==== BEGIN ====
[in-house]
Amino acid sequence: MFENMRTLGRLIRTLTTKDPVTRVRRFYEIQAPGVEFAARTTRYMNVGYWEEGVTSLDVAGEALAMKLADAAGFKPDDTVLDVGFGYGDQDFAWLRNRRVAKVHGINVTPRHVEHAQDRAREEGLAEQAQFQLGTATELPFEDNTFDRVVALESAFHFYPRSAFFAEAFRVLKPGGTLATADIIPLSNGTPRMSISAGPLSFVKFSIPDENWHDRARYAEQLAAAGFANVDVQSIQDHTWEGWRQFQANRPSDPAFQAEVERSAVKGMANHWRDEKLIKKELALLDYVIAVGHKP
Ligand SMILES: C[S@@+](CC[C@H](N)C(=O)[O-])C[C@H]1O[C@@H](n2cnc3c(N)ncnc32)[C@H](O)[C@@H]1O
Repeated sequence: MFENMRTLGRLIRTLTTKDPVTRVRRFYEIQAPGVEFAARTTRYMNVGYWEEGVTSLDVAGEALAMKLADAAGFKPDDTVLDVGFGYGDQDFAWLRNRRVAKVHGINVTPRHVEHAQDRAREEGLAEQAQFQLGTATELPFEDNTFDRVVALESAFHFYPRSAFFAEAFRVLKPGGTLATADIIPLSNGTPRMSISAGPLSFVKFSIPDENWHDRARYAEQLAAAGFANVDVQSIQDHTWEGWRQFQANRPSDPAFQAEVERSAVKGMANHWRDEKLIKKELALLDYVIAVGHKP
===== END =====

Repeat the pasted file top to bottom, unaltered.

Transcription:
[in-house]
Amino acid sequence: MFENMRTLGRLIRTLTTKDPVTRVRRFYEIQAPGVEFAARTTRYMNVGYWEEGVTSLDVAGEALAMKLADAAGFKPDDTVLDVGFGYGDQDFAWLRNRRVAKVHGINVTPRHVEHAQDRAREEGLAEQAQFQLGTATELPFEDNTFDRVVALESAFHFYPRSAFFAEAFRVLKPGGTLATADIIPLSNGTPRMSISAGPLSFVKFSIPDENWHDRARYAEQLAAAGFANVDVQSIQDHTWEGWRQFQANRPSDPAFQAEVERSAVKGMANHWRDEKLIKKELALLDYVIAVGHKP
Ligand SMILES: C[S@@+](CC[C@H](N)C(=O)[O-])C[C@H]1O[C@@H](n2cnc3c(N)ncnc32)[C@H](O)[C@@H]1O
Repeated sequence: MFENMRTLGRLIRTLTTKDPVTRVRRFYEIQAPGVEFAARTTRYMNVGYWEEGVTSLDVAGEALAMKLADAAGFKPDDTVLDVGFGYGDQDFAWLRNRRVAKVHGINVTPRHVEHAQDRAREEGLAEQAQFQLGTATELPFEDNTFDRVVALESAFHFYPRSAFFAEAFRVLKPGGTLATADIIPLSNGTPRMSISAGPLSFVKFSIPDENWHDRARYAEQLAAAGFANVDVQSIQDHTWEGWRQFQANRPSDPAFQAEVERSAVKGMANHWRDEKLIKKELALLDYVIAVGHKP